Tag: solar charger

10 Solar Tools for Preppers

Sun going down at campground. It will be dark soon.
“It will be dark soon . . .!”

As we head into summer, our thoughts just naturally turn to outdoors activities – camping, hiking, picnics, travel in an RV.

If any of these is on YOUR list, even if it may have to be postponed, you’ll enjoy this week’s Advisory because it highlights some of the handiest, smartest and most useful tools you can find for outdoor, off-the-grid activities.

In summer, we can also expect power to be out because of storms, fires, etc. So solar tools and equipment are popular with preppers because they all operate at home when there’s a power outage!

Solar tools give you twice the value!

Joe and I have used versions of nearly every one of these items. Like everything else, there’s a new model nearly every time you turn around. And, like everything else that’s based on technology, prices keep coming down.

So let’s take another look at 10 of our favorite small solar tools and accessories, starting with items that everyone should own.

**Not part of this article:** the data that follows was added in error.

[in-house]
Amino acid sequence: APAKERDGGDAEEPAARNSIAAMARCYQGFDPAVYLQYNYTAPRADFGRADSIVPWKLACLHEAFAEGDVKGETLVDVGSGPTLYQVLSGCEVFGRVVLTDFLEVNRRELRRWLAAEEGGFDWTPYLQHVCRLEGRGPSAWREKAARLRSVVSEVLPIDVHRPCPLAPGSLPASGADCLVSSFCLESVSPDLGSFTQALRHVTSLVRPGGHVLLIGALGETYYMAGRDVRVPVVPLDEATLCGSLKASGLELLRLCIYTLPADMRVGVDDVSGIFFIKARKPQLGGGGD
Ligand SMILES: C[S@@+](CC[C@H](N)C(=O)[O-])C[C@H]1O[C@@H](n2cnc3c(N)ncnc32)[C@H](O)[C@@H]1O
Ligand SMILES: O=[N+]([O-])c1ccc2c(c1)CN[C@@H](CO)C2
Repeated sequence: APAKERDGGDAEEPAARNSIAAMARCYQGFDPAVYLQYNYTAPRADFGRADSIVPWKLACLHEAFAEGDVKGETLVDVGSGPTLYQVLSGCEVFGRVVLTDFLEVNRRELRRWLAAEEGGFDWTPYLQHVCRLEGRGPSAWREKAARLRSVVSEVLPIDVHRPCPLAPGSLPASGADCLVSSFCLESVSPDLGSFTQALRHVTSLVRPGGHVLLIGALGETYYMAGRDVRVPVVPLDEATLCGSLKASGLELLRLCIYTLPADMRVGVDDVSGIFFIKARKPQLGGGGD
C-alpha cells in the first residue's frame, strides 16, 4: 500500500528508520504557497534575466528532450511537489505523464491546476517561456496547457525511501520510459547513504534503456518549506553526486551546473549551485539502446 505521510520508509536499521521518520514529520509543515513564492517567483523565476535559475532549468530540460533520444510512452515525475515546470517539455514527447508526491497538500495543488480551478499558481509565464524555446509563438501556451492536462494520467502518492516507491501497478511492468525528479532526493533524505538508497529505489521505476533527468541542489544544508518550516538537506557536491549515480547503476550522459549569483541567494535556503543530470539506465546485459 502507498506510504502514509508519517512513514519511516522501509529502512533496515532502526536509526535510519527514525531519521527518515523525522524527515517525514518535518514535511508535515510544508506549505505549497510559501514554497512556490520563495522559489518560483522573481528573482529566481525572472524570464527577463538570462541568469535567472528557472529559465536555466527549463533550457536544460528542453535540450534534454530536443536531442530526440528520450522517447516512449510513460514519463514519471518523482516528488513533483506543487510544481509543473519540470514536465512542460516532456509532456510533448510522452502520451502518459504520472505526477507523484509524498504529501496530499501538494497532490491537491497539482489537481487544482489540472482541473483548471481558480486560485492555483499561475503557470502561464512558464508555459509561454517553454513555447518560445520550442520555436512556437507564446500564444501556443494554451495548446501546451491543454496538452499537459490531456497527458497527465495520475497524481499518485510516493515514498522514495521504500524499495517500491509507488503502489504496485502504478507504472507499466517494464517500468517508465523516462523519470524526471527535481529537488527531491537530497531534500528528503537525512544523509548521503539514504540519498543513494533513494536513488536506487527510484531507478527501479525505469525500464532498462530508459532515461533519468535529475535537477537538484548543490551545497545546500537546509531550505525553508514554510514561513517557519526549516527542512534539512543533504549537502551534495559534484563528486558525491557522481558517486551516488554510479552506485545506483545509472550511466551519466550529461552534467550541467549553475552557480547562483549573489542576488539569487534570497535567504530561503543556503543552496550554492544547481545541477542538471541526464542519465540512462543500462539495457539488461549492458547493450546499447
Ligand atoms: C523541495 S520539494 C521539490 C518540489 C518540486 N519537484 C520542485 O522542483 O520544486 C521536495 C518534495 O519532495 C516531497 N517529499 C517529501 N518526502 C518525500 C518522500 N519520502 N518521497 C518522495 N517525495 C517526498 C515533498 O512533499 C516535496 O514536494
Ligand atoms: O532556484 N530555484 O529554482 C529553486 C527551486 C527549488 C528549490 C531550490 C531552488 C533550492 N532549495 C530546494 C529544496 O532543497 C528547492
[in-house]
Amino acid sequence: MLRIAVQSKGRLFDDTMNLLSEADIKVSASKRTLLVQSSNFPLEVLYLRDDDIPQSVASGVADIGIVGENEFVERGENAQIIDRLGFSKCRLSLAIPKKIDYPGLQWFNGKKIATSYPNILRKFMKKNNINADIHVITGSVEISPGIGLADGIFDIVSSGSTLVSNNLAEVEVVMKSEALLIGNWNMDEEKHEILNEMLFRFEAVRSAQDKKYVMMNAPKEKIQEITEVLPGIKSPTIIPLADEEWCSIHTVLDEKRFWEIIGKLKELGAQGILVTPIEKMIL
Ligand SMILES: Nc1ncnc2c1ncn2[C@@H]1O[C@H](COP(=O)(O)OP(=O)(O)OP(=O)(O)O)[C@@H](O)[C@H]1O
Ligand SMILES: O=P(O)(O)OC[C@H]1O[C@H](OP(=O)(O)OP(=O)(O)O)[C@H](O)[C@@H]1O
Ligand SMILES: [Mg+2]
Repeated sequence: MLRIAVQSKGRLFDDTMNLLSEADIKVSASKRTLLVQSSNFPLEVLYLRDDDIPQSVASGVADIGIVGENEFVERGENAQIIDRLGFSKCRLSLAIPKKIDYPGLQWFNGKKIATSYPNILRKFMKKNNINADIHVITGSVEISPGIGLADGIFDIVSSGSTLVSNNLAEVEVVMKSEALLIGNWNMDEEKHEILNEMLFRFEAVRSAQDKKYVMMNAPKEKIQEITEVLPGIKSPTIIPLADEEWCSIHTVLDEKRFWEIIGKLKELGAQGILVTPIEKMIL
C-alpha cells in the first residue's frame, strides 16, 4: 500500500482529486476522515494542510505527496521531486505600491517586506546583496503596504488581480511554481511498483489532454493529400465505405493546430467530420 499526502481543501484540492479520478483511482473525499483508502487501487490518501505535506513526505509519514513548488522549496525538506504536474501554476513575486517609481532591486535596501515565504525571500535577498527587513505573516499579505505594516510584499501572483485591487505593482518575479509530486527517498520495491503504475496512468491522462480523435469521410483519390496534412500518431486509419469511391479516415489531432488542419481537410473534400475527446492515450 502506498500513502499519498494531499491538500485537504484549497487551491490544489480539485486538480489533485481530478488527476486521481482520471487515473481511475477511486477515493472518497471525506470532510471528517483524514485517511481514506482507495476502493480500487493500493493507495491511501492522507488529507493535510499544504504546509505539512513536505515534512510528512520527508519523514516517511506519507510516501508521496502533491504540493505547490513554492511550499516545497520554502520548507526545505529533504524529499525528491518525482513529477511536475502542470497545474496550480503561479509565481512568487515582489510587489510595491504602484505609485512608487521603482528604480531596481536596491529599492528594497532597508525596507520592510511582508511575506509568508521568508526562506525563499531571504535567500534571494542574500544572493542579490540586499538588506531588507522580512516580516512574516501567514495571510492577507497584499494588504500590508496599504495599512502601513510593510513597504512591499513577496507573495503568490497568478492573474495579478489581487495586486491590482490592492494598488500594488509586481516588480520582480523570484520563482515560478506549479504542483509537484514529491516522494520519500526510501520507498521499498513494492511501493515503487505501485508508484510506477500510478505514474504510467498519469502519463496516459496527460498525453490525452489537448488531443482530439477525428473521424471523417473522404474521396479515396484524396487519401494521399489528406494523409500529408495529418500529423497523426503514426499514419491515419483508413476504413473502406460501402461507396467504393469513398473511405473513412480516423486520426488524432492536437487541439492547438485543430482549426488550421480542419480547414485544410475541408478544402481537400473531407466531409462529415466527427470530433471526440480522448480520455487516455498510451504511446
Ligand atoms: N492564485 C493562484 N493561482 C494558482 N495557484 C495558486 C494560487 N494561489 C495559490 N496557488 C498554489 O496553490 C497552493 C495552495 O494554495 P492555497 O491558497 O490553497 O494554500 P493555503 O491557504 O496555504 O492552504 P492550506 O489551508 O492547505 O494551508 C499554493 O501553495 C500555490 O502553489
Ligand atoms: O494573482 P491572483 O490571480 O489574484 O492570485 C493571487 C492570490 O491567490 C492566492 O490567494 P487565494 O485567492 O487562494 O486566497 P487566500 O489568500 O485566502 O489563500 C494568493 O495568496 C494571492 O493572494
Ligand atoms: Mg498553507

1 – Solar Powered Emergency Radio

Because we believe every household needs at least one emergency AM/FM radio, radios land at the top of our list. Once again, I have reviewed our own collection, and taken another look at our Emergency Radio Reviews page, and I come back to this radio as being one of our favorites.

Why? Briefly, it operates with power from AA batteries, a rechargeable battery, AC current (the cord is extra), DC current (plug into the car), hand-crank and solar! So, you can use it for music at your picnic, or as a light source in the campground, or to check in with the weather report.

Note that this radio isn’t tiny. It’s about 9 inches tall by 5 high by 2 wide. Check out all the features by clicking on the image or link below, which will take you directly to Amazon. Again, shop carefully to be sure you are getting what you really want. If necessary, take another browse through our Radio Review page to see all the features of emergency radios that you might want to consider.

2 – If a solar-powered radio is first on our list, then a solar-powered lantern or other light source will have to be second.

And here’s something new! You’ve seen before, perhaps, that we have really fallen in love with the expandable battery-operated emergency lamps made by VONT. Now here’s a very similar product that adds SOLAR as a way to keep the lantern charged and functional for longer.  

3 – Solar Powered Flashlight

We review flashlights practically once a month! (We buy them, too, because new models keep adding more features.) Check these out for yourself, your car, your kids. Our motto is a flashlight in every room or in every hand when camping.

This flashlight is rechargeable, waterproof and, you guessed it, powered by solar. (I really like the bright color, too.)